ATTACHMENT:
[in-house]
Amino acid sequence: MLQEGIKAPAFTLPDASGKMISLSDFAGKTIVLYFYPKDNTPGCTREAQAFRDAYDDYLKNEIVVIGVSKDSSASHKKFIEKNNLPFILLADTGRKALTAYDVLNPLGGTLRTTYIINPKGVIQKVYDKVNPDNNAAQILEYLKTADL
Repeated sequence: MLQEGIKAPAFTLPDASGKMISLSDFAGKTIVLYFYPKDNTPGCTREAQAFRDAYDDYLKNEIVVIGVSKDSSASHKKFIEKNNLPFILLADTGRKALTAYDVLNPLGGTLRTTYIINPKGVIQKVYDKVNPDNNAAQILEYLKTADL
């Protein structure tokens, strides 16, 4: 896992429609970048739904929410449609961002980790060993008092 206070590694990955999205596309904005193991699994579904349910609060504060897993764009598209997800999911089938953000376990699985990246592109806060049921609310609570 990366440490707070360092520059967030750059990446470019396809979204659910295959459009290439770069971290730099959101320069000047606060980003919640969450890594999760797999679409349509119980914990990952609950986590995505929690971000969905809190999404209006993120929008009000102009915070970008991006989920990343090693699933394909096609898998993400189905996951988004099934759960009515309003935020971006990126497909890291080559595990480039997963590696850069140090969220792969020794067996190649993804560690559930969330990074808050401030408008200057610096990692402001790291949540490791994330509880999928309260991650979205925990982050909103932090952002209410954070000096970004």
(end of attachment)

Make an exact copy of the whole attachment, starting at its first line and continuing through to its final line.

[in-house]
Amino acid sequence: MLQEGIKAPAFTLPDASGKMISLSDFAGKTIVLYFYPKDNTPGCTREAQAFRDAYDDYLKNEIVVIGVSKDSSASHKKFIEKNNLPFILLADTGRKALTAYDVLNPLGGTLRTTYIINPKGVIQKVYDKVNPDNNAAQILEYLKTADL
Repeated sequence: MLQEGIKAPAFTLPDASGKMISLSDFAGKTIVLYFYPKDNTPGCTREAQAFRDAYDDYLKNEIVVIGVSKDSSASHKKFIEKNNLPFILLADTGRKALTAYDVLNPLGGTLRTTYIINPKGVIQKVYDKVNPDNNAAQILEYLKTADL
């Protein structure tokens, strides 16, 4: 896992429609970048739904929410449609961002980790060993008092 206070590694990955999205596309904005193991699994579904349910609060504060897993764009598209997800999911089938953000376990699985990246592109806060049921609310609570 990366440490707070360092520059967030750059990446470019396809979204659910295959459009290439770069971290730099959101320069000047606060980003919640969450890594999760797999679409349509119980914990990952609950986590995505929690971000969905809190999404209006993120929008009000102009915070970008991006989920990343090693699933394909096609898998993400189905996951988004099934759960009515309003935020971006990126497909890291080559595990480039997963590696850069140090969220792969020794067996190649993804560690559930969330990074808050401030408008200057610096990692402001790291949540490791994330509880999928309260991650979205925990982050909103932090952002209410954070000096970004």